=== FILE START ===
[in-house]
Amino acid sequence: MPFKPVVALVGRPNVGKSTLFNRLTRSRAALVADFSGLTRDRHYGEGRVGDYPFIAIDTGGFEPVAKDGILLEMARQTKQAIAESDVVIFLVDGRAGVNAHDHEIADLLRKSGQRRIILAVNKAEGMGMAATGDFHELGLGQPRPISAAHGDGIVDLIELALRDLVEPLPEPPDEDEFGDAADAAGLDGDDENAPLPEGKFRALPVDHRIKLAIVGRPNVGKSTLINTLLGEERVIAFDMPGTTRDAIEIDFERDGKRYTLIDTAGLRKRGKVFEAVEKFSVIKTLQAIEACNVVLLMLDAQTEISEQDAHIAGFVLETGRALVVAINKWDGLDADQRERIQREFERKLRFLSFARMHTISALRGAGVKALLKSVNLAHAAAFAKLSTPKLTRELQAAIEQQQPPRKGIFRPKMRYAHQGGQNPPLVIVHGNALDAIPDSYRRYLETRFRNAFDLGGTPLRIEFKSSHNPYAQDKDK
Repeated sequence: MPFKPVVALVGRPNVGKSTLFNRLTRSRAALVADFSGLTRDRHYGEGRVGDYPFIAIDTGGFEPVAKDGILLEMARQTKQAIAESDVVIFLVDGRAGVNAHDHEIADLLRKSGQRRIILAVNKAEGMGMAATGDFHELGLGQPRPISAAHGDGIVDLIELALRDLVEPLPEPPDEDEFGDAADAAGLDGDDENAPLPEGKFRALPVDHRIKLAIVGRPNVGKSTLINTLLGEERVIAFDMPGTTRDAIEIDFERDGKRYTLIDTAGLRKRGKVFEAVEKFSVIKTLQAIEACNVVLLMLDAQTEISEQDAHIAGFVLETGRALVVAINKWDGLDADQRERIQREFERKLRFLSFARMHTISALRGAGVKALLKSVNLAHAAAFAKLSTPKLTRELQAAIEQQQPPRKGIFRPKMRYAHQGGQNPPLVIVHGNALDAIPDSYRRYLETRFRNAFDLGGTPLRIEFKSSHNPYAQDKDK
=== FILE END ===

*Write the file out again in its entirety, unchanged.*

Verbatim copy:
[in-house]
Amino acid sequence: MPFKPVVALVGRPNVGKSTLFNRLTRSRAALVADFSGLTRDRHYGEGRVGDYPFIAIDTGGFEPVAKDGILLEMARQTKQAIAESDVVIFLVDGRAGVNAHDHEIADLLRKSGQRRIILAVNKAEGMGMAATGDFHELGLGQPRPISAAHGDGIVDLIELALRDLVEPLPEPPDEDEFGDAADAAGLDGDDENAPLPEGKFRALPVDHRIKLAIVGRPNVGKSTLINTLLGEERVIAFDMPGTTRDAIEIDFERDGKRYTLIDTAGLRKRGKVFEAVEKFSVIKTLQAIEACNVVLLMLDAQTEISEQDAHIAGFVLETGRALVVAINKWDGLDADQRERIQREFERKLRFLSFARMHTISALRGAGVKALLKSVNLAHAAAFAKLSTPKLTRELQAAIEQQQPPRKGIFRPKMRYAHQGGQNPPLVIVHGNALDAIPDSYRRYLETRFRNAFDLGGTPLRIEFKSSHNPYAQDKDK
Repeated sequence: MPFKPVVALVGRPNVGKSTLFNRLTRSRAALVADFSGLTRDRHYGEGRVGDYPFIAIDTGGFEPVAKDGILLEMARQTKQAIAESDVVIFLVDGRAGVNAHDHEIADLLRKSGQRRIILAVNKAEGMGMAATGDFHELGLGQPRPISAAHGDGIVDLIELALRDLVEPLPEPPDEDEFGDAADAAGLDGDDENAPLPEGKFRALPVDHRIKLAIVGRPNVGKSTLINTLLGEERVIAFDMPGTTRDAIEIDFERDGKRYTLIDTAGLRKRGKVFEAVEKFSVIKTLQAIEACNVVLLMLDAQTEISEQDAHIAGFVLETGRALVVAINKWDGLDADQRERIQREFERKLRFLSFARMHTISALRGAGVKALLKSVNLAHAAAFAKLSTPKLTRELQAAIEQQQPPRKGIFRPKMRYAHQGGQNPPLVIVHGNALDAIPDSYRRYLETRFRNAFDLGGTPLRIEFKSSHNPYAQDKDK